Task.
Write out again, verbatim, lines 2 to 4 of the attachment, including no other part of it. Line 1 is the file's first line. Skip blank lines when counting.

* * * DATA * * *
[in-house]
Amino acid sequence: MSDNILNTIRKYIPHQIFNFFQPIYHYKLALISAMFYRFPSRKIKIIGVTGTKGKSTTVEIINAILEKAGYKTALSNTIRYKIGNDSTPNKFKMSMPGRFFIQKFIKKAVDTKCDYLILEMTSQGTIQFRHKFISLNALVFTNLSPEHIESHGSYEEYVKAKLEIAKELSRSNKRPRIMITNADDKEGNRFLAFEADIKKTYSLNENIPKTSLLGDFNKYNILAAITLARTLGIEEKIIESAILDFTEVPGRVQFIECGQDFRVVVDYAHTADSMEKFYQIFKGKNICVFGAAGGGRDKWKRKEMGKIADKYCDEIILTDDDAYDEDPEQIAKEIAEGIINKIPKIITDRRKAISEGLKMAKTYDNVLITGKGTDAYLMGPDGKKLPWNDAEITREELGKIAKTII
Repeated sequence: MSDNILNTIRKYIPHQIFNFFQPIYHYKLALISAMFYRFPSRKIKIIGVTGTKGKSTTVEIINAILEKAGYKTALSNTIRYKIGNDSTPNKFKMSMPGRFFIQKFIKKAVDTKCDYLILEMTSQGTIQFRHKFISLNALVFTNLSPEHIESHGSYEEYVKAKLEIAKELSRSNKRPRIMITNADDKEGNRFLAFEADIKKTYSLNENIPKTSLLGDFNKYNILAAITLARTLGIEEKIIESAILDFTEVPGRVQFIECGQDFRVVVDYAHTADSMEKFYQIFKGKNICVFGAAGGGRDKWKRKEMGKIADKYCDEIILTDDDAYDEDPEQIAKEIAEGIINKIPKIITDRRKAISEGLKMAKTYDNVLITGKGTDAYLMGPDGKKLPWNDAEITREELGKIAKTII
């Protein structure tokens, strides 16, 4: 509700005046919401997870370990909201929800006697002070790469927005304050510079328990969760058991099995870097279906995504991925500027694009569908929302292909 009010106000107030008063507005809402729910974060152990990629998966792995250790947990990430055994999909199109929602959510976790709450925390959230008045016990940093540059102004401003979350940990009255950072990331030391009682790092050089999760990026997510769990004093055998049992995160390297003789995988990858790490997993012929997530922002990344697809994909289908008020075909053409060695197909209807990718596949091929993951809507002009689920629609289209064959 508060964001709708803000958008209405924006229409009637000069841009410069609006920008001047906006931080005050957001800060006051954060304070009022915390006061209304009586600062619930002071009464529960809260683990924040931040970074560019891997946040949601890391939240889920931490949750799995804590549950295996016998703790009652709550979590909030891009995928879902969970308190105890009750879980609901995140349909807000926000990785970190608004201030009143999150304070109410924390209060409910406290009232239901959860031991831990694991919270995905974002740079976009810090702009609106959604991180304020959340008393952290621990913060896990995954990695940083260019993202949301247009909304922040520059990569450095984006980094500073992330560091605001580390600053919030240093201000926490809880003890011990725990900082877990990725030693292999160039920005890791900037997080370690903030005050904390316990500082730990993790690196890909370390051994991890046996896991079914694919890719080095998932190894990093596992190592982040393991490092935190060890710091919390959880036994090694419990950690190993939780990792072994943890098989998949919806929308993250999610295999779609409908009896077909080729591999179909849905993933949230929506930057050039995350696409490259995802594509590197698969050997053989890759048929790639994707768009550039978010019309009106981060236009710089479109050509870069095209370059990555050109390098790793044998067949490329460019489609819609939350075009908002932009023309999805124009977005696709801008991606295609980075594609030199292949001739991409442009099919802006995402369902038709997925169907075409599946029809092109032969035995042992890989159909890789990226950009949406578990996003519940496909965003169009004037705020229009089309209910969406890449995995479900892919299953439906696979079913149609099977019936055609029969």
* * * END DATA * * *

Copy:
Amino acid sequence: MSDNILNTIRKYIPHQIFNFFQPIYHYKLALISAMFYRFPSRKIKIIGVTGTKGKSTTVEIINAILEKAGYKTALSNTIRYKIGNDSTPNKFKMSMPGRFFIQKFIKKAVDTKCDYLILEMTSQGTIQFRHKFISLNALVFTNLSPEHIESHGSYEEYVKAKLEIAKELSRSNKRPRIMITNADDKEGNRFLAFEADIKKTYSLNENIPKTSLLGDFNKYNILAAITLARTLGIEEKIIESAILDFTEVPGRVQFIECGQDFRVVVDYAHTADSMEKFYQIFKGKNICVFGAAGGGRDKWKRKEMGKIADKYCDEIILTDDDAYDEDPEQIAKEIAEGIINKIPKIITDRRKAISEGLKMAKTYDNVLITGKGTDAYLMGPDGKKLPWNDAEITREELGKIAKTII
Repeated sequence: MSDNILNTIRKYIPHQIFNFFQPIYHYKLALISAMFYRFPSRKIKIIGVTGTKGKSTTVEIINAILEKAGYKTALSNTIRYKIGNDSTPNKFKMSMPGRFFIQKFIKKAVDTKCDYLILEMTSQGTIQFRHKFISLNALVFTNLSPEHIESHGSYEEYVKAKLEIAKELSRSNKRPRIMITNADDKEGNRFLAFEADIKKTYSLNENIPKTSLLGDFNKYNILAAITLARTLGIEEKIIESAILDFTEVPGRVQFIECGQDFRVVVDYAHTADSMEKFYQIFKGKNICVFGAAGGGRDKWKRKEMGKIADKYCDEIILTDDDAYDEDPEQIAKEIAEGIINKIPKIITDRRKAISEGLKMAKTYDNVLITGKGTDAYLMGPDGKKLPWNDAEITREELGKIAKTII
């Protein structure tokens, strides 16, 4: 509700005046919401997870370990909201929800006697002070790469927005304050510079328990969760058991099995870097279906995504991925500027694009569908929302292909 009010106000107030008063507005809402729910974060152990990629998966792995250790947990990430055994999909199109929602959510976790709450925390959230008045016990940093540059102004401003979350940990009255950072990331030391009682790092050089999760990026997510769990004093055998049992995160390297003789995988990858790490997993012929997530922002990344697809994909289908008020075909053409060695197909209807990718596949091929993951809507002009689920629609289209064959 508060964001709708803000958008209405924006229409009637000069841009410069609006920008001047906006931080005050957001800060006051954060304070009022915390006061209304009586600062619930002071009464529960809260683990924040931040970074560019891997946040949601890391939240889920931490949750799995804590549950295996016998703790009652709550979590909030891009995928879902969970308190105890009750879980609901995140349909807000926000990785970190608004201030009143999150304070109410924390209060409910406290009232239901959860031991831990694991919270995905974002740079976009810090702009609106959604991180304020959340008393952290621990913060896990995954990695940083260019993202949301247009909304922040520059990569450095984006980094500073992330560091605001580390600053919030240093201000926490809880003890011990725990900082877990990725030693292999160039920005890791900037997080370690903030005050904390316990500082730990993790690196890909370390051994991890046996896991079914694919890719080095998932190894990093596992190592982040393991490092935190060890710091919390959880036994090694419990950690190993939780990792072994943890098989998949919806929308993250999610295999779609409908009896077909080729591999179909849905993933949230929506930057050039995350696409490259995802594509590197698969050997053989890759048929790639994707768009550039978010019309009106981060236009710089479109050509870069095209370059990555050109390098790793044998067949490329460019489609819609939350075009908002932009023309999805124009977005696709801008991606295609980075594609030199292949001739991409442009099919802006995402369902038709997925169907075409599946029809092109032969035995042992890989159909890789990226950009949406578990996003519940496909965003169009004037705020229009089309209910969406890449995995479900892919299953439906696979079913149609099977019936055609029969």